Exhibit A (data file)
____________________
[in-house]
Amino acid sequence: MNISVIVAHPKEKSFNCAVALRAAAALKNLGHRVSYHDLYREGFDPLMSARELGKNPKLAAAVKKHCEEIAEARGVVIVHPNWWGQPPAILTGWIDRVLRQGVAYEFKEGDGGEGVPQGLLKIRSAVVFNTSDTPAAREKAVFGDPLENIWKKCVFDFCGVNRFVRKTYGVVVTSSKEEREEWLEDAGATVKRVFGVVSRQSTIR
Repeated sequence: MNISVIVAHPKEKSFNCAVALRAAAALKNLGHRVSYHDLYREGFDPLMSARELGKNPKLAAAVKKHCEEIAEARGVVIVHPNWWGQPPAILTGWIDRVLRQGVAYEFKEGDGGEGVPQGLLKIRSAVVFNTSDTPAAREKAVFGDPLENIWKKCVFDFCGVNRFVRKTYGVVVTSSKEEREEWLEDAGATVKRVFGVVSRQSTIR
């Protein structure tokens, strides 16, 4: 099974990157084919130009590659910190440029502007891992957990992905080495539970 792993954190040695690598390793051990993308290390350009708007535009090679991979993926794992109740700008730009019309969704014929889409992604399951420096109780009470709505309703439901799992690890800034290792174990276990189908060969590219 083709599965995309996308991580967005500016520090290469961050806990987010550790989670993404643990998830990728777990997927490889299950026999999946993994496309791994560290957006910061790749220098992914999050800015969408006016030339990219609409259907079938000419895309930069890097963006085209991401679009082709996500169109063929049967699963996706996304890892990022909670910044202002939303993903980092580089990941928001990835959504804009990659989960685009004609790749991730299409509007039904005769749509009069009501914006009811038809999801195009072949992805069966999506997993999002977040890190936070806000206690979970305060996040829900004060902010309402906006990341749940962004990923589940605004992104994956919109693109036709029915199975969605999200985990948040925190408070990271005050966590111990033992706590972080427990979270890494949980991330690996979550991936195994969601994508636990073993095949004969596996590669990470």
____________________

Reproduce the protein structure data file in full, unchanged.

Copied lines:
[in-house]
Amino acid sequence: MNISVIVAHPKEKSFNCAVALRAAAALKNLGHRVSYHDLYREGFDPLMSARELGKNPKLAAAVKKHCEEIAEARGVVIVHPNWWGQPPAILTGWIDRVLRQGVAYEFKEGDGGEGVPQGLLKIRSAVVFNTSDTPAAREKAVFGDPLENIWKKCVFDFCGVNRFVRKTYGVVVTSSKEEREEWLEDAGATVKRVFGVVSRQSTIR
Repeated sequence: MNISVIVAHPKEKSFNCAVALRAAAALKNLGHRVSYHDLYREGFDPLMSARELGKNPKLAAAVKKHCEEIAEARGVVIVHPNWWGQPPAILTGWIDRVLRQGVAYEFKEGDGGEGVPQGLLKIRSAVVFNTSDTPAAREKAVFGDPLENIWKKCVFDFCGVNRFVRKTYGVVVTSSKEEREEWLEDAGATVKRVFGVVSRQSTIR
């Protein structure tokens, strides 16, 4: 099974990157084919130009590659910190440029502007891992957990992905080495539970 792993954190040695690598390793051990993308290390350009708007535009090679991979993926794992109740700008730009019309969704014929889409992604399951420096109780009470709505309703439901799992690890800034290792174990276990189908060969590219 083709599965995309996308991580967005500016520090290469961050806990987010550790989670993404643990998830990728777990997927490889299950026999999946993994496309791994560290957006910061790749220098992914999050800015969408006016030339990219609409259907079938000419895309930069890097963006085209991401679009082709996500169109063929049967699963996706996304890892990022909670910044202002939303993903980092580089990941928001990835959504804009990659989960685009004609790749991730299409509007039904005769749509009069009501914006009811038809999801195009072949992805069966999506997993999002977040890190936070806000206690979970305060996040829900004060902010309402906006990341749940962004990923589940605004992104994956919109693109036709029915199975969605999200985990948040925190408070990271005050966590111990033992706590972080427990979270890494949980991330690996979550991936195994969601994508636990073993095949004969596996590669990470």